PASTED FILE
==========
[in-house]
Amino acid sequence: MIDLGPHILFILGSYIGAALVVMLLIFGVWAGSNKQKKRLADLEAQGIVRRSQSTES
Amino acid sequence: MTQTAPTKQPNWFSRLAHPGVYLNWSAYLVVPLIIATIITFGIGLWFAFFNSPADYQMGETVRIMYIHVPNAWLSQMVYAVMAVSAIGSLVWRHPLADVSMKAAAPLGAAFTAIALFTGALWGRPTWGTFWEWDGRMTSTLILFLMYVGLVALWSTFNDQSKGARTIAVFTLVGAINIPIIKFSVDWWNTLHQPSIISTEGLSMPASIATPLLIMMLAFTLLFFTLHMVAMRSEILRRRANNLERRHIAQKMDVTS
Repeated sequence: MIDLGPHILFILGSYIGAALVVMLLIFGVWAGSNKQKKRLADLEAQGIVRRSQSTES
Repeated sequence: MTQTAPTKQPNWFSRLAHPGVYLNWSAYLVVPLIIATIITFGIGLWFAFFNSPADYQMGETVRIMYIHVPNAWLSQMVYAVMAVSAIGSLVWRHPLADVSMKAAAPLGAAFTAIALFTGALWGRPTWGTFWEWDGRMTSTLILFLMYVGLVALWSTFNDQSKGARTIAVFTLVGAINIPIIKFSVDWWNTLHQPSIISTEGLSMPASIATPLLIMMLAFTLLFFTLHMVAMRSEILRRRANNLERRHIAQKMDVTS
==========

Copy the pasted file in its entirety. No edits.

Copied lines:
[in-house]
Amino acid sequence: MIDLGPHILFILGSYIGAALVVMLLIFGVWAGSNKQKKRLADLEAQGIVRRSQSTES
Amino acid sequence: MTQTAPTKQPNWFSRLAHPGVYLNWSAYLVVPLIIATIITFGIGLWFAFFNSPADYQMGETVRIMYIHVPNAWLSQMVYAVMAVSAIGSLVWRHPLADVSMKAAAPLGAAFTAIALFTGALWGRPTWGTFWEWDGRMTSTLILFLMYVGLVALWSTFNDQSKGARTIAVFTLVGAINIPIIKFSVDWWNTLHQPSIISTEGLSMPASIATPLLIMMLAFTLLFFTLHMVAMRSEILRRRANNLERRHIAQKMDVTS
Repeated sequence: MIDLGPHILFILGSYIGAALVVMLLIFGVWAGSNKQKKRLADLEAQGIVRRSQSTES
Repeated sequence: MTQTAPTKQPNWFSRLAHPGVYLNWSAYLVVPLIIATIITFGIGLWFAFFNSPADYQMGETVRIMYIHVPNAWLSQMVYAVMAVSAIGSLVWRHPLADVSMKAAAPLGAAFTAIALFTGALWGRPTWGTFWEWDGRMTSTLILFLMYVGLVALWSTFNDQSKGARTIAVFTLVGAINIPIIKFSVDWWNTLHQPSIISTEGLSMPASIATPLLIMMLAFTLLFFTLHMVAMRSEILRRRANNLERRHIAQKMDVTS